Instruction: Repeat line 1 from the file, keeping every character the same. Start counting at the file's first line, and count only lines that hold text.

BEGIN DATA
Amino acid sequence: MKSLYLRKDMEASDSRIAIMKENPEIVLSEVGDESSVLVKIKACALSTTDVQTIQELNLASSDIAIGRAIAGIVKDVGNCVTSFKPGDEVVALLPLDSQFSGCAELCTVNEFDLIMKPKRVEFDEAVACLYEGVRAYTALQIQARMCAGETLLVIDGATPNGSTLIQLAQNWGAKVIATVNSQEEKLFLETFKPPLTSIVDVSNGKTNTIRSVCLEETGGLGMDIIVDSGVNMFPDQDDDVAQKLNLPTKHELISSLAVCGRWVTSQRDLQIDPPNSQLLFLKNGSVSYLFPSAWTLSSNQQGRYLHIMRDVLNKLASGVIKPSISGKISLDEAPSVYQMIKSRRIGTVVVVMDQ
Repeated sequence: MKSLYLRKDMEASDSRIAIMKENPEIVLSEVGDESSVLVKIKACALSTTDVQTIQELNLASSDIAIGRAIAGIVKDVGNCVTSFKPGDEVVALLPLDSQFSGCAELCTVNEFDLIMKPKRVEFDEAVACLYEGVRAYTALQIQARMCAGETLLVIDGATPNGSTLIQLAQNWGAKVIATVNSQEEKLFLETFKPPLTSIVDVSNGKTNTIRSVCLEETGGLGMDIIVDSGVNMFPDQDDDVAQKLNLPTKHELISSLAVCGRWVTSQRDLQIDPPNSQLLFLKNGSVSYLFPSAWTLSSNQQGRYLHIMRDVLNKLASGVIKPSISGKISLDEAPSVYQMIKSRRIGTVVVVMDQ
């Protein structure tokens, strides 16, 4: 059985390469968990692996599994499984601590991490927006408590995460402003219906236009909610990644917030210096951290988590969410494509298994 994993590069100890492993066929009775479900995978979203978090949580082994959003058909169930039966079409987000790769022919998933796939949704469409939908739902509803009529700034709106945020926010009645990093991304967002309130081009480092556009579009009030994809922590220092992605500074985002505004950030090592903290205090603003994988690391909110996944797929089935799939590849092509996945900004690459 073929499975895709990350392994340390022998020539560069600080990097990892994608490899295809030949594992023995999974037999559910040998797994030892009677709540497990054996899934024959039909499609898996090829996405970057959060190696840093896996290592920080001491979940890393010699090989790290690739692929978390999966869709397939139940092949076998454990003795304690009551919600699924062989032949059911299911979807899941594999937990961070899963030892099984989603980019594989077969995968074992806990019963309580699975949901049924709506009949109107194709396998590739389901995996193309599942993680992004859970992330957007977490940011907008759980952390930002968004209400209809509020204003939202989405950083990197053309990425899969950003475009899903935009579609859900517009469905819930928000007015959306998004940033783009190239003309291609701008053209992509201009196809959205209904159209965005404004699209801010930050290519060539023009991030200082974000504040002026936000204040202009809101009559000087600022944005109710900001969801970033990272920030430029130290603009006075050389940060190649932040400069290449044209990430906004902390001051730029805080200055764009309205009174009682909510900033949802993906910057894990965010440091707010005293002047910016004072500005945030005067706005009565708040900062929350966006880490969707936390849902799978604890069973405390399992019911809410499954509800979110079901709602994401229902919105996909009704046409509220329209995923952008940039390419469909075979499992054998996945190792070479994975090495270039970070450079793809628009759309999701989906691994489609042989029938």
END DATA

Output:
Amino acid sequence: MKSLYLRKDMEASDSRIAIMKENPEIVLSEVGDESSVLVKIKACALSTTDVQTIQELNLASSDIAIGRAIAGIVKDVGNCVTSFKPGDEVVALLPLDSQFSGCAELCTVNEFDLIMKPKRVEFDEAVACLYEGVRAYTALQIQARMCAGETLLVIDGATPNGSTLIQLAQNWGAKVIATVNSQEEKLFLETFKPPLTSIVDVSNGKTNTIRSVCLEETGGLGMDIIVDSGVNMFPDQDDDVAQKLNLPTKHELISSLAVCGRWVTSQRDLQIDPPNSQLLFLKNGSVSYLFPSAWTLSSNQQGRYLHIMRDVLNKLASGVIKPSISGKISLDEAPSVYQMIKSRRIGTVVVVMDQ